CHITO mostly keeps to himself but recently his work has been everywhere. Indeed, CHITO's smirking, airbrushed figures have graced NFT-ized collaborations with Supreme (and Yohji Yamamoto) and Veilance and just this past month took over a fully-fledged Givenchy line. The artist doesn't often sell his works or the wearables that he tags but, finally, CHITO's fans can actually own a piece of his legacy with CHITO: One.

"I feel like I haven't really told my story, but there are parts of my practice that people should know about and want to know about," CHITO tells Highsnobiety. CHITO: One sheds a bit of light on his practice. It's the first in an eventual series of documents that catalog the 24-year-old's output, a self-published tome 264 pages deep and packed with lavish photographs of his work, tagged garments, and never-before-seen sketches.

From CHITO's early works in 2014 to the explosive popularity of his 2018 Supreme collaboration, the book is a breakdown of the Seattle-born, Mexico-based artist's first four years.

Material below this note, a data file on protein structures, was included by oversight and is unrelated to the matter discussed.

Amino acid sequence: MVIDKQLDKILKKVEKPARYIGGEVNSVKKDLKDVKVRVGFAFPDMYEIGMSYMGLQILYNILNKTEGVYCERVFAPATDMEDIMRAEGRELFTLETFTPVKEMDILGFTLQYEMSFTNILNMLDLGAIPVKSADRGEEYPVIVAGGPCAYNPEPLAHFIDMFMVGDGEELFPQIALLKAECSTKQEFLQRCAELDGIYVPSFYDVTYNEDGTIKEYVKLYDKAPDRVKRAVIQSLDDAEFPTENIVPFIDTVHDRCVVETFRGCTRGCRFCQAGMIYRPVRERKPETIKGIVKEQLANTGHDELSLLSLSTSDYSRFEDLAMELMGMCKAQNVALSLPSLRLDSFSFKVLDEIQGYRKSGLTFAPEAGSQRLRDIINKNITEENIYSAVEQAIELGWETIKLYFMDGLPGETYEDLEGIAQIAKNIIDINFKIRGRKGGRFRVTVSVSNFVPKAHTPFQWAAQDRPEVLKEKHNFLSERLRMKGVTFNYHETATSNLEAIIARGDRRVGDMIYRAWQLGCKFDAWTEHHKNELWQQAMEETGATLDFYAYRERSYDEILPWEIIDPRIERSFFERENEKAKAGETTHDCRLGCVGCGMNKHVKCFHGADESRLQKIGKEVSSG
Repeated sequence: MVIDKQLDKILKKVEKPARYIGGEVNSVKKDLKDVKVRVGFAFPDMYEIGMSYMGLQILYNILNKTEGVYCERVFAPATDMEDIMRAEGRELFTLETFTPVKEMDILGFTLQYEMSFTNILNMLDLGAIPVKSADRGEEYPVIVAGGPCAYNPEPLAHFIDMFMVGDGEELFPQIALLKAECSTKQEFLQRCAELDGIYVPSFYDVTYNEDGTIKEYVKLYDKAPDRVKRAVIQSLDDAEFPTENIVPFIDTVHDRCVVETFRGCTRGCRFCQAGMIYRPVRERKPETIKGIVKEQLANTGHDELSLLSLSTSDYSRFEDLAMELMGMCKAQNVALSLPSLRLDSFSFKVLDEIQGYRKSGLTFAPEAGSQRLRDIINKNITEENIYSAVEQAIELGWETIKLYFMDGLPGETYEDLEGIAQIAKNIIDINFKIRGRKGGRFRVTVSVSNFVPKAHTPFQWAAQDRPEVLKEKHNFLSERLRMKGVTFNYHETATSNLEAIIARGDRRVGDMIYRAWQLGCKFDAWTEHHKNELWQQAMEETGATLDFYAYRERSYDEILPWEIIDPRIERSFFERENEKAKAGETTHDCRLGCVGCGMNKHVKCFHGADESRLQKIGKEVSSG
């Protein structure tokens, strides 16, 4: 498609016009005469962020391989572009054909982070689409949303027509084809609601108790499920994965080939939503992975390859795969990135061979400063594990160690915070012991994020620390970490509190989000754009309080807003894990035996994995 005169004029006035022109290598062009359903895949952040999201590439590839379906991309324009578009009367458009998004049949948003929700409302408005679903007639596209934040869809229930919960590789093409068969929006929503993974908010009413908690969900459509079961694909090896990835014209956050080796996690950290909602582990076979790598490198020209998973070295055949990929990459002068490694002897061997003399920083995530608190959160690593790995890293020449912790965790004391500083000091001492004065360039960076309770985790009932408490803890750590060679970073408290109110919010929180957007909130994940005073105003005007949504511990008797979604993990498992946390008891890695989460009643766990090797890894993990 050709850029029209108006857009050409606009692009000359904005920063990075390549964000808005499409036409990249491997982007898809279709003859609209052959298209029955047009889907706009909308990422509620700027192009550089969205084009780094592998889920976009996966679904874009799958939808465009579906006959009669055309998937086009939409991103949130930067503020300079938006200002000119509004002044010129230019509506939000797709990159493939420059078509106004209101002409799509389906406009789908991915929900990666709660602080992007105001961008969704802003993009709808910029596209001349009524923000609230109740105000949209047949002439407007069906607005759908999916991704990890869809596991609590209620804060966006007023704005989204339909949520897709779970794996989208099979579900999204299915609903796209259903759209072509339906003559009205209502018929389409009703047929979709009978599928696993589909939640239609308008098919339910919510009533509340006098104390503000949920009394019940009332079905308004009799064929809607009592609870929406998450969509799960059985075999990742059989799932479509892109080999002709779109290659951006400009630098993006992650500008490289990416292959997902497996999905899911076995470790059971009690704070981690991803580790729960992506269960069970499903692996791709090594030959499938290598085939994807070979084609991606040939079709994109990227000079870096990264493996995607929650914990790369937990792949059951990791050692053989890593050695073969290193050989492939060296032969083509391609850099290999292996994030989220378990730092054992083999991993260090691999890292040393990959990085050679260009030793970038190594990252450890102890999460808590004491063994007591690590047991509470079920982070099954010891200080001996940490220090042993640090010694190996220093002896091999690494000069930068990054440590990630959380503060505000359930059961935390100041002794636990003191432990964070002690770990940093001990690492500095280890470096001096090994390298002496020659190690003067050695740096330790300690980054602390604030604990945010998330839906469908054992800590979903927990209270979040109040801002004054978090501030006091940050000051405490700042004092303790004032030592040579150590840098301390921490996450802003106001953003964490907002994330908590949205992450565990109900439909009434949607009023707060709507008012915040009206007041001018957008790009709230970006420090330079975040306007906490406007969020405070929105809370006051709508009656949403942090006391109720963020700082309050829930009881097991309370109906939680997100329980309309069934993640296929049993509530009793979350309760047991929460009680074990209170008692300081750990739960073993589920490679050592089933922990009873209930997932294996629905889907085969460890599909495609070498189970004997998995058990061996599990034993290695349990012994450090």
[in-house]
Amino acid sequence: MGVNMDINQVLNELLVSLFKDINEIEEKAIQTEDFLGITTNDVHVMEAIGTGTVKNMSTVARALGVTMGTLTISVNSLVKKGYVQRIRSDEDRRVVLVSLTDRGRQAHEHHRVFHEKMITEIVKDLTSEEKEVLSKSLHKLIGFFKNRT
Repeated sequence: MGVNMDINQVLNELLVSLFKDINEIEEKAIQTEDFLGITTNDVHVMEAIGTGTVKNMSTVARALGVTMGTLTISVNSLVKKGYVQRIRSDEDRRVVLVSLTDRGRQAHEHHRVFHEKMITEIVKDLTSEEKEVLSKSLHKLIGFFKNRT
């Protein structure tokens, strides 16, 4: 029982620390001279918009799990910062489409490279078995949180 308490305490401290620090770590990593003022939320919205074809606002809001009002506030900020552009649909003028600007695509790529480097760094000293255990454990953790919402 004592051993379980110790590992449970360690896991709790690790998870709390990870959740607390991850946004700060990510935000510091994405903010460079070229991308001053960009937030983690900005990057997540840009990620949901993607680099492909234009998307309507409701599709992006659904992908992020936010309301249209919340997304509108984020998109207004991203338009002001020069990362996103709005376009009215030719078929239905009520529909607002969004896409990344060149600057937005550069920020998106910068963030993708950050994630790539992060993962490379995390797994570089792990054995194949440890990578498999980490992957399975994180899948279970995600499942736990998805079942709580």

A core intrigue of CHITO's efforts hinges on the intersection of "street" culture and exclusive opulence, evidenced by his predilection for airbrushing boisterous single-tone illustrations atop fancy accessories and apparel.

CHITO has shown his works in galleries but its more visceral than collectible, the kind of art that has a life beyond the canvas. The bulldogs, people, and other critters that CHITO concocts speak to raucous youth abiding by no one else's rules, so their juxtaposition atop reclaimed luxury goods was raw and energetic.

Recent fashion co-signs — from Matthew Williams in particular — make it clear that the establishment recognizes that appeal.

"I felt like a book was something I always wanted to do," continues CHITO. "I didn’t want to make a zine or anything. I wanted to skip that, and just make something that represents my work and could be something that people would hold onto to be able to really dive in."

CHITO: One features contributions from stylist and creative director Mellany Sánchez and curator Bergen Hendrickson, who helped put together CHITO's show in Mexico City.

CHITO's website will launch CHITO: One on August 5 for $100 and it'll hit stockists on August 7. First printing books include a tagged escapulario necklace to both sweeten the pot and underscore CHITO's roots in Mexican culture.

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